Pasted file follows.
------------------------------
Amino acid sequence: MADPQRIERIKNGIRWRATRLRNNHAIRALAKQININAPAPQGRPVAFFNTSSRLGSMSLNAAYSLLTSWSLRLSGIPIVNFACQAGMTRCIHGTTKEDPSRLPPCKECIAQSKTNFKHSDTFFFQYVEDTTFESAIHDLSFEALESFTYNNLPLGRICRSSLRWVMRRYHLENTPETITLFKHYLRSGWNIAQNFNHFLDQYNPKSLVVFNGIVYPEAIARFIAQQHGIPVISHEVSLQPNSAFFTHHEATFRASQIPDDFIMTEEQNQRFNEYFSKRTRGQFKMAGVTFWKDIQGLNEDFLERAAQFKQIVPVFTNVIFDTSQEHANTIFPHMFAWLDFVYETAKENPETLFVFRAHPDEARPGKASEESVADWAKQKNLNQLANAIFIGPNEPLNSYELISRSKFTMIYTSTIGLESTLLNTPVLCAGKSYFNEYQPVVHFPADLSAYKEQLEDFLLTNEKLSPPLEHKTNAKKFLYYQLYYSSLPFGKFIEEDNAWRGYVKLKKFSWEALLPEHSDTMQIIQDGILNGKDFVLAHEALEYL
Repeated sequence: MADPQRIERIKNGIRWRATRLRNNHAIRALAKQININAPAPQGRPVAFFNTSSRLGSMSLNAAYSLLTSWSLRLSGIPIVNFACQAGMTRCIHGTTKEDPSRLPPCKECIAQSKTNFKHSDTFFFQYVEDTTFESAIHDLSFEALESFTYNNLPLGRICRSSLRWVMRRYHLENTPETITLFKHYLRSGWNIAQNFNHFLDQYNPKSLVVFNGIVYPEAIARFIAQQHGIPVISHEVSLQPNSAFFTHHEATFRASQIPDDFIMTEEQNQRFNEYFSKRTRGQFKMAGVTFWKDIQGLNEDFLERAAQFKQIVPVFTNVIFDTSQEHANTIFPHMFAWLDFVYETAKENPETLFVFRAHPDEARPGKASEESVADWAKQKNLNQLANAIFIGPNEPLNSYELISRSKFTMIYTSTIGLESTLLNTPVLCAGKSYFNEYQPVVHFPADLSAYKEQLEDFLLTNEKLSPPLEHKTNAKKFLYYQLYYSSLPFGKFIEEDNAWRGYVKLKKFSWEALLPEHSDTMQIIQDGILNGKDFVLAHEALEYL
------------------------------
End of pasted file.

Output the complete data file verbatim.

Amino acid sequence: MADPQRIERIKNGIRWRATRLRNNHAIRALAKQININAPAPQGRPVAFFNTSSRLGSMSLNAAYSLLTSWSLRLSGIPIVNFACQAGMTRCIHGTTKEDPSRLPPCKECIAQSKTNFKHSDTFFFQYVEDTTFESAIHDLSFEALESFTYNNLPLGRICRSSLRWVMRRYHLENTPETITLFKHYLRSGWNIAQNFNHFLDQYNPKSLVVFNGIVYPEAIARFIAQQHGIPVISHEVSLQPNSAFFTHHEATFRASQIPDDFIMTEEQNQRFNEYFSKRTRGQFKMAGVTFWKDIQGLNEDFLERAAQFKQIVPVFTNVIFDTSQEHANTIFPHMFAWLDFVYETAKENPETLFVFRAHPDEARPGKASEESVADWAKQKNLNQLANAIFIGPNEPLNSYELISRSKFTMIYTSTIGLESTLLNTPVLCAGKSYFNEYQPVVHFPADLSAYKEQLEDFLLTNEKLSPPLEHKTNAKKFLYYQLYYSSLPFGKFIEEDNAWRGYVKLKKFSWEALLPEHSDTMQIIQDGILNGKDFVLAHEALEYL
Repeated sequence: MADPQRIERIKNGIRWRATRLRNNHAIRALAKQININAPAPQGRPVAFFNTSSRLGSMSLNAAYSLLTSWSLRLSGIPIVNFACQAGMTRCIHGTTKEDPSRLPPCKECIAQSKTNFKHSDTFFFQYVEDTTFESAIHDLSFEALESFTYNNLPLGRICRSSLRWVMRRYHLENTPETITLFKHYLRSGWNIAQNFNHFLDQYNPKSLVVFNGIVYPEAIARFIAQQHGIPVISHEVSLQPNSAFFTHHEATFRASQIPDDFIMTEEQNQRFNEYFSKRTRGQFKMAGVTFWKDIQGLNEDFLERAAQFKQIVPVFTNVIFDTSQEHANTIFPHMFAWLDFVYETAKENPETLFVFRAHPDEARPGKASEESVADWAKQKNLNQLANAIFIGPNEPLNSYELISRSKFTMIYTSTIGLESTLLNTPVLCAGKSYFNEYQPVVHFPADLSAYKEQLEDFLLTNEKLSPPLEHKTNAKKFLYYQLYYSSLPFGKFIEEDNAWRGYVKLKKFSWEALLPEHSDTMQIIQDGILNGKDFVLAHEALEYL